My name is Mukandahiro Penina. I used to live in Mutala, east Rwanda, until the killings. I was sixteen then. I lived on a farm with my family. When the killings started, we left our home, our life, and ran into the forests to hide. There were many of us, but the forest could not protect us all against the machetes and the hands of the men who used them. Only my mother and I came out of the forest alive.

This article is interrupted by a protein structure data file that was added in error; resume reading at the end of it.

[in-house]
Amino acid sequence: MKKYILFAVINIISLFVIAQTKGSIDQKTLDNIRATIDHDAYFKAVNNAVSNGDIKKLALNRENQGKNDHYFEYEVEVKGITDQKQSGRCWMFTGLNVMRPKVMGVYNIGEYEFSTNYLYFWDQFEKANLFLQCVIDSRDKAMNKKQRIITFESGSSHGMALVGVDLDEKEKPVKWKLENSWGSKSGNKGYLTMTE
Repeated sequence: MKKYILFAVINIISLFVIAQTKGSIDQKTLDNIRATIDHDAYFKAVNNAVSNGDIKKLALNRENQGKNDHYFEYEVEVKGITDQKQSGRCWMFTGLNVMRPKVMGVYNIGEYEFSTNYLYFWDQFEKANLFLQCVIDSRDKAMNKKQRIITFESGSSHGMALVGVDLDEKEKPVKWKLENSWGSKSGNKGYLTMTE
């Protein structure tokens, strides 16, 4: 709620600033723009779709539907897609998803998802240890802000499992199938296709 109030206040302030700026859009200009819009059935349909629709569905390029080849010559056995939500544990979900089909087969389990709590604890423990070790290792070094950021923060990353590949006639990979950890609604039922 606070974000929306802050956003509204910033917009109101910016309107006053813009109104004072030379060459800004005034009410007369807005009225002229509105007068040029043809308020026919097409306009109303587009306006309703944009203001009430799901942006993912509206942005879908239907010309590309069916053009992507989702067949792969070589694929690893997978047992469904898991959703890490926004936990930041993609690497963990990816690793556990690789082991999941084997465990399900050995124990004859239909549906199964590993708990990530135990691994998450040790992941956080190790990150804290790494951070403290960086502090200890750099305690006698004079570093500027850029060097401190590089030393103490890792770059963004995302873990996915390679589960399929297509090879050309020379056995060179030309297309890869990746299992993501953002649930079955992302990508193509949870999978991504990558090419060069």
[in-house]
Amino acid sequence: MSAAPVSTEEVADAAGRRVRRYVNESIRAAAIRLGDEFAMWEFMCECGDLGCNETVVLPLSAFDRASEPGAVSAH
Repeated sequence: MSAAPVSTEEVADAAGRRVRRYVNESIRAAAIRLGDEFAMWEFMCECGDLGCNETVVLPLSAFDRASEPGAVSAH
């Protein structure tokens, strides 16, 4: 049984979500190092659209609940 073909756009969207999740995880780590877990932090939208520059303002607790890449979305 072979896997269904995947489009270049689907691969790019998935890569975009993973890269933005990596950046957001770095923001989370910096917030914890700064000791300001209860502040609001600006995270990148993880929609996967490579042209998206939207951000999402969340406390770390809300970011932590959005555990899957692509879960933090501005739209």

I made my way to Kigali where I met my husband, Ngororo. But he died, and I am thirty-four now, living with AIDS, and five children.
I smile, but if you look closer, behind my smile are memories of a war, my brother and sister, of people I will never see again. And still I dream. Of sending my children to school. Of making a new life with my children.